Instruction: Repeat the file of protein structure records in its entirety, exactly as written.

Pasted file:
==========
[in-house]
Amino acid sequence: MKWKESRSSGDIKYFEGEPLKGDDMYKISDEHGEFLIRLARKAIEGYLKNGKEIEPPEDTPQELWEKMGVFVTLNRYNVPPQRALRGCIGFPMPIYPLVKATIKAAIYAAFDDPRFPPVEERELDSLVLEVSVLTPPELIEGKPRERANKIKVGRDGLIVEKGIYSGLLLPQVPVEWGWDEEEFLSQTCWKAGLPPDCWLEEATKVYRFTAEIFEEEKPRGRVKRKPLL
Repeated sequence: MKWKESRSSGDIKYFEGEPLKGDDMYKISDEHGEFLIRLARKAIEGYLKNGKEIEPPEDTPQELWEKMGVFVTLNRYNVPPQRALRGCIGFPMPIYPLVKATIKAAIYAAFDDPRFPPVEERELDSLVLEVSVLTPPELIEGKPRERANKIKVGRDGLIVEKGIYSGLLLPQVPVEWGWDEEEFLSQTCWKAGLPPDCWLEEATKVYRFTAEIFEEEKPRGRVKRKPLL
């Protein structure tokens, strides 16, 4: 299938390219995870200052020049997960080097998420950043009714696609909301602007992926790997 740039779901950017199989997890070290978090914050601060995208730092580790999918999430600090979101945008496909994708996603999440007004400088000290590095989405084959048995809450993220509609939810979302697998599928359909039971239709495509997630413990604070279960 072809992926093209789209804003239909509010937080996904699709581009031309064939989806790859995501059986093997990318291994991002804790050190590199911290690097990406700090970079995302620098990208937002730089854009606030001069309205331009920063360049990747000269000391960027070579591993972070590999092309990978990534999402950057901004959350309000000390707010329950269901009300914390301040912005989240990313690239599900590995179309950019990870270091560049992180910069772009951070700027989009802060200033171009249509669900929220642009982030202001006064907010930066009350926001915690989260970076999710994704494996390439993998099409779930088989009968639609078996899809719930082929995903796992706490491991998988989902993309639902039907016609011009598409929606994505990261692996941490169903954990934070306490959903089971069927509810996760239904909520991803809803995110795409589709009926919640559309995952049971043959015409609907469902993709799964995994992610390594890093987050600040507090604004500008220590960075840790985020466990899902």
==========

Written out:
[in-house]
Amino acid sequence: MKWKESRSSGDIKYFEGEPLKGDDMYKISDEHGEFLIRLARKAIEGYLKNGKEIEPPEDTPQELWEKMGVFVTLNRYNVPPQRALRGCIGFPMPIYPLVKATIKAAIYAAFDDPRFPPVEERELDSLVLEVSVLTPPELIEGKPRERANKIKVGRDGLIVEKGIYSGLLLPQVPVEWGWDEEEFLSQTCWKAGLPPDCWLEEATKVYRFTAEIFEEEKPRGRVKRKPLL
Repeated sequence: MKWKESRSSGDIKYFEGEPLKGDDMYKISDEHGEFLIRLARKAIEGYLKNGKEIEPPEDTPQELWEKMGVFVTLNRYNVPPQRALRGCIGFPMPIYPLVKATIKAAIYAAFDDPRFPPVEERELDSLVLEVSVLTPPELIEGKPRERANKIKVGRDGLIVEKGIYSGLLLPQVPVEWGWDEEEFLSQTCWKAGLPPDCWLEEATKVYRFTAEIFEEEKPRGRVKRKPLL
């Protein structure tokens, strides 16, 4: 299938390219995870200052020049997960080097998420950043009714696609909301602007992926790997 740039779901950017199989997890070290978090914050601060995208730092580790999918999430600090979101945008496909994708996603999440007004400088000290590095989405084959048995809450993220509609939810979302697998599928359909039971239709495509997630413990604070279960 072809992926093209789209804003239909509010937080996904699709581009031309064939989806790859995501059986093997990318291994991002804790050190590199911290690097990406700090970079995302620098990208937002730089854009606030001069309205331009920063360049990747000269000391960027070579591993972070590999092309990978990534999402950057901004959350309000000390707010329950269901009300914390301040912005989240990313690239599900590995179309950019990870270091560049992180910069772009951070700027989009802060200033171009249509669900929220642009982030202001006064907010930066009350926001915690989260970076999710994704494996390439993998099409779930088989009968639609078996899809719930082929995903796992706490491991998988989902993309639902039907016609011009598409929606994505990261692996941490169903954990934070306490959903089971069927509810996760239904909520991803809803995110795409589709009926919640559309995952049971043959015409609907469902993709799964995994992610390594890093987050600040507090604004500008220590960075840790985020466990899902």